It’s said Thai fighters are not interested in fighting the Japanese anymore due to them lacking the same drive as they used to. There is not contest anymore.

However, things need to be more fantastic, and the low, semi-realistic take Street Fighter used to have is all but gone. Despite having roots in anime too (Hadouken is supposedly inspired by Uchuu Senkan Yamato and its Wave Motion Gun), none of its fantasy elements were too exaggerated.

The rest of the cast follows similar suit. Mike Bison is modeled after Mike Tyson, who at the time was the boxer around. Even now his name resonates among boxing enthusiasts. He has weight in popular culture due to his career, and probably will stay there for a good time, until someone stands up to take his place.

Ken, while being just a pallet swap of Ryu, was based on Joe Lewis. Lewis isn’t a small time name either, as he has won large number tournaments and was voted twice at the greatest fighter in karate history. He was a strong fighter, but what set him apart was his explosive speed. Ken’s kicks were probably inspired Lewis’ left side kick.

E. Honda and Zangief are both easily recognisable from their looks. Whereas Zangief is your archetypical show wrestler, E. Honda an archetypical sumo wrestler. Zangief carries the name of one Victor Zangiev, a Russian amateur wrestler who was known for his spinning throws, The Carousel. After winning two titles in Soviet Russia, he entered the New Japan Pro Wrestling scene 1989, from which he probably was just directly adapted into Street Fighter. Capcom’s staff is filled with pop-culture hogging fans, as it should be evident whoever has played their games. E. Honda is probably based on a well-known sumo wrestler, but my knowledge on sumo history is lacking. Only as of late I’ve begun to appreciate the sport. However, seeing he is still a very unique character in the whole of the roster, E. Honda stands out on his own and counters Zangief in the heavy weight department.

Guile’s sources, while clear, are rather interesting. Combine with 1980’s American Action movies Schwarzenegger offered with a cyborg Nazi Rudolf von Stroheim from JoJo’s Bizarre Adventure, and you get Guile. Stroheim’s influence comes in with Guile’s neat, flat cut, while the rest comes from Arnold’s physique and the American soldier image. Guile is a strong character, very limited in some sense, yet extremely explosive when used properly. Even without the JoJo reference, Guile’s appearance is very much to the point and shows one of the ways how Capcom’s staff didn’t stick just with Japanese popular culture. Well, Sagat and Mike Tyson already told you this, but the point still stands.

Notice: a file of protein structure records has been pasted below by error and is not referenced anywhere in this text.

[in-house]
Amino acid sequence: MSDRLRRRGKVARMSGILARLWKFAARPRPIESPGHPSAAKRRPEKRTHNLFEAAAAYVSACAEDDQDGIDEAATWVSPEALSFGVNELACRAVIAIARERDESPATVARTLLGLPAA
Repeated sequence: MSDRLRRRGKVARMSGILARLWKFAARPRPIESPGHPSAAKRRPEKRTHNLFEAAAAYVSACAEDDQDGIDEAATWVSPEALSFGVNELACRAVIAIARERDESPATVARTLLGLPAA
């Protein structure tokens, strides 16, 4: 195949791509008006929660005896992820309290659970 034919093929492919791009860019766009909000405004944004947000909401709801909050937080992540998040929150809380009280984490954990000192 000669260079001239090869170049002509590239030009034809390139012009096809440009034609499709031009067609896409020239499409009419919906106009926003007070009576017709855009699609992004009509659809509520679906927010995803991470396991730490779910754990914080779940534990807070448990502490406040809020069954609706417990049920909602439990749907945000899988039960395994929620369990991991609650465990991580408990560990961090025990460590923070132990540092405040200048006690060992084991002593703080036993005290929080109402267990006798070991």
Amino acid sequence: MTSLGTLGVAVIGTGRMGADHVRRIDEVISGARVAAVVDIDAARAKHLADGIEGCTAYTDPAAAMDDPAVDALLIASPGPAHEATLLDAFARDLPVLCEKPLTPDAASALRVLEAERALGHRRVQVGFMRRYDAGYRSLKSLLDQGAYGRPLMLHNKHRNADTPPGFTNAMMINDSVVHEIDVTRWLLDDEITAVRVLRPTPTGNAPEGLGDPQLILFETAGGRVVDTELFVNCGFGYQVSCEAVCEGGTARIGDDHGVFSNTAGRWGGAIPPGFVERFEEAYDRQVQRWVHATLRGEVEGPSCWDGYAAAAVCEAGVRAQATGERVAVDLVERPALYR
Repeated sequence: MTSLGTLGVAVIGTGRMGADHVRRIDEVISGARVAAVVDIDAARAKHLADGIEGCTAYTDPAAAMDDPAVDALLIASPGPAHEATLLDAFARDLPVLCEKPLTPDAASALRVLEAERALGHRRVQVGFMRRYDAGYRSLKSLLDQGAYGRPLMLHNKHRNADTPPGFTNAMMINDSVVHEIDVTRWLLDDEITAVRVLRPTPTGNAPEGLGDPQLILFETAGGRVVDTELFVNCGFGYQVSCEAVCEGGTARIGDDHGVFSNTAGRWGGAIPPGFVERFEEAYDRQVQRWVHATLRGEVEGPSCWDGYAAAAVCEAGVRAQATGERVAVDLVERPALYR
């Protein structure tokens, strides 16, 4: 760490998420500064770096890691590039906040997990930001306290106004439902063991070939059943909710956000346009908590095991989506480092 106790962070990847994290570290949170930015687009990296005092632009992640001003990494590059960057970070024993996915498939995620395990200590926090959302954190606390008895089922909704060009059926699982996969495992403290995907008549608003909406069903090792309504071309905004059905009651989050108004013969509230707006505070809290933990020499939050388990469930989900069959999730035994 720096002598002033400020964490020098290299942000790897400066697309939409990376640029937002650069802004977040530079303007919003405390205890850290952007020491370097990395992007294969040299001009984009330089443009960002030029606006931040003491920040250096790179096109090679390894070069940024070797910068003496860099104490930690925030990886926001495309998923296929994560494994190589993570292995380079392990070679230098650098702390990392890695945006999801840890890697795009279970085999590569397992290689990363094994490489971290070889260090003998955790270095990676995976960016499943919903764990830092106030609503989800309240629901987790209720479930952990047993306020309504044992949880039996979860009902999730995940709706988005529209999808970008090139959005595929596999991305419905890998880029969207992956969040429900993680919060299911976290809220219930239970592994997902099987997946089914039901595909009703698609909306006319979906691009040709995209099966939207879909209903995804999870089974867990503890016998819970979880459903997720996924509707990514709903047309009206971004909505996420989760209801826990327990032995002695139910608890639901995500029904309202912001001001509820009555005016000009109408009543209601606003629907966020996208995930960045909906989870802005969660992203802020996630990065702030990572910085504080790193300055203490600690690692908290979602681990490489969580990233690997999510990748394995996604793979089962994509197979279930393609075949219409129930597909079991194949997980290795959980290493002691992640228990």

This playing with existing ideas and giving them form plays out in Dhalsim and Blanka as well. While neither has a strong real-world point of comparison per se, they both embody the idea of something that has spread across the world. Dhalsim as the Indian mystic who can contort his body into the most odd shapes and breathe fire isn’t exactly a stereotype. It’s more a mystical character and a perception the rest of the world has of some of India’s holier people. The skulls around his neck are a point of interest too, as you wouldn’t expect any other character carrying them around. Blanka is probably the strangest of the bunch due to him being a wild child, and is a good example of Japanese culture electrifying a something to an extreme degree. A green beast-man itself is nothing new, and out of all the more human kind of characters he stands out.

Balrog, the Spanish ninja, stands out for a different reason. The only globally accepted warrior-type characters Europe has are knights and Vikings. The rest don’t even scratch the surface. Nobody even knows Finland has an old martial arts of its own that is based on bear’s movements. Thus, Balrog fills the place of the exotic. A very lean, masked assassin with a claw might not be anything new, but putting flamenco into the mix allowed them to create something that reminds an archetype, but isn’t one. It could also be that Balrog gained his design cues from Japanese pop-culture, with him sharing similar history with JoJo‘s Dio and tends to hold a rose between his lips, a thing Japanese tend to repeat with certain kind of beautiful male characters.

Vega is Yasunori Kato of The Tale of the Imperial Capital. This in itself doesn’t matter much. the West only has passing familiarity with the character and story through the anime Doomed Megalopolis. What matters more is that the influence from Kato comes into play in his military uniform design. With a glance the player can see that Vega is something serious; while all other characters are martial artists, Vega is a military leader. Vega’s uniform however isn’t anything exceptional in itself, as it is more or less a suit from the Imperial Japan’s army. Vega is also the only character who still has a introduction before the fight, where he throws his cape away. That alone makes Vega seem a threat. These few simple things hammer in Vega’s influence.

Lastly, we have Chun-Li. Her design harkens back to a time when Japan had a boom for Chinese culture, hence such titles as Ranma½ and Gekisatsu! Uchuuken came to be. Her design takes the usual Chinese qipao and dons her hair into buns. Both of these are very traditional take on Chinese clothing, though her choice of military boots and wrist bands with spikes give a more lethal impression. Those wrist bands and Blanka are pretty much the only thing in the design department that hasn’t aged all that well, but have become iconic in the game scene. Chun-Li uses some open hand techniques that were inspired by Chinese kung-fu, but her very core point was her legs. Her design makes a clear colour difference between her qipao and lower body, and this comes clear through Hyakuretsukyaku, or Lighting Kicks. Certainly, she was designed with certain liking in mind, but this doesn’t demerit her at all; it gives her far more control in terms of visuals and how she controls the fight through speed from her legs as opposed to punches or projectiles.